Clint Bowyer (No. 15 Toyota)
Clint Bowyer and team finished second in NSCS points in 2012 and they are solid in Chase points this year as well. Bowyer shared many thoughts in his characteristically outspoken manner.
“The 600 at Charlotte on Memorial Day weekend is a tradition in NASCAR,” Bowyer said. “The folks at Charlotte Motor Speedway do such a great job of honoring our troops – they really do roll out the red carpet for the military. The pre-race demonstration/invasion of the infield is awesome! All that stuff really hits home and it’s great to see.
“The race itself is a whole other kind of deal. It’s 600 miles long! That’s like getting in my 5-hour ENERGY Toyota and driving from Charlotte Motor Speedway to more than halfway back to Emporia, Kan. That’s crazy! We strap in and race on and on and on and on … then we ask our crew chief how many laps are left and they tell us that we just got to halfway! (laughs). It’s a long day and we have to be sure we are ready for it. We have to hydrate ourselves because it can be grueling inside the car. I joke about how long and grueling this race is, but it’s a huge race to win. It’s the biggest day of racing for the year in motorsports and to win on that day is a very big deal. We won here in the fall and I’d love to do that again this weekend.”
As our nation will celebrates Memorial Day, NASCAR hosts an abundance of lap action.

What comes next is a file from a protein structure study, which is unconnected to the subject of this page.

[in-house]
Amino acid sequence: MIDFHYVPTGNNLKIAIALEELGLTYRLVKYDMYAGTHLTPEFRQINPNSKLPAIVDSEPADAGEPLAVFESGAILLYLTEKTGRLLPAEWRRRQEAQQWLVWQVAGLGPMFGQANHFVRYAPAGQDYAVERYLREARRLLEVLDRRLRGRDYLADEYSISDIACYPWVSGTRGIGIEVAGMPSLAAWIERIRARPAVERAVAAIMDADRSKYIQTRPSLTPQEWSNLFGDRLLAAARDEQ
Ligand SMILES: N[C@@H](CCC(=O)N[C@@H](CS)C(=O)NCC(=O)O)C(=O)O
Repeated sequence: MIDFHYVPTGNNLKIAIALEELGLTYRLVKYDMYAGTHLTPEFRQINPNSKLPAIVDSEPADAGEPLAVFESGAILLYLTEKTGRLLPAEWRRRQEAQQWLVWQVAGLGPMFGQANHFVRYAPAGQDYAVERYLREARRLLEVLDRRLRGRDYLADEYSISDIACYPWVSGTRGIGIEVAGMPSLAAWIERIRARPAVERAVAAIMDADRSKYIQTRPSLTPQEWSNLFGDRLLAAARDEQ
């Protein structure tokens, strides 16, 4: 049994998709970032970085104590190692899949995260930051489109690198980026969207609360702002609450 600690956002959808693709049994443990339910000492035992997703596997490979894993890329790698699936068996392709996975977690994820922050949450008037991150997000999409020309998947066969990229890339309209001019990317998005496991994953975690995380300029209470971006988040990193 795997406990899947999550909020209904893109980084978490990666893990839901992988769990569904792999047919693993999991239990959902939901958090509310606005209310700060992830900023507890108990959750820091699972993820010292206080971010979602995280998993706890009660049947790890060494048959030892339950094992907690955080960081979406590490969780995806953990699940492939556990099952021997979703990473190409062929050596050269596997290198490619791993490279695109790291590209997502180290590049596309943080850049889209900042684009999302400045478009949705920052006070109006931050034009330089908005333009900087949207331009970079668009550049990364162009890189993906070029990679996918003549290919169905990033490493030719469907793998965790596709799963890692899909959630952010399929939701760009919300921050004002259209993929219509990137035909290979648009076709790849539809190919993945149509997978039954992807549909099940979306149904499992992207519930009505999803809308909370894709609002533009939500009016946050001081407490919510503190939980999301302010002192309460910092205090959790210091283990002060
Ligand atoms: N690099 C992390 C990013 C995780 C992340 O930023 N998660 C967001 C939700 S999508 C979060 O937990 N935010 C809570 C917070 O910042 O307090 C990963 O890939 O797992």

FYI WIRZ is the select presentation of topics by Dwight Drum at Racetake.com. Unless otherwise noted, information and all quotes were obtained from personal interviews or official release materials provided by sanction and team representatives.
Dale Earnhardt Jr.’s No.88 Chevrolet
NASCAR Sprint Cup cars go through inspections and are made ready for race time early before the engines are fired up. Here, the No. 88 is covered with a tarp even though rain is not in the area.
The No. 99 Ford of Carl Edwards being pushed to inspections.
NASCAR Sprint Cup cars are pushed around the garage often. The cars ride in the top level of the hauler and must be unstrapped, lowered to ground level and pushed into a garage stall. Many times during a race weekend teams must push the cars to inspections and onto pit road.
Matt Kenseth’s No 20 Toyota in the Daytona garage fire lane
During a race weekend NASCAR Sprint Cup cars are often pushed around and parked in the garage in paths called fire lanes waiting for inspections. Most often at least three crew members push the heavy cars.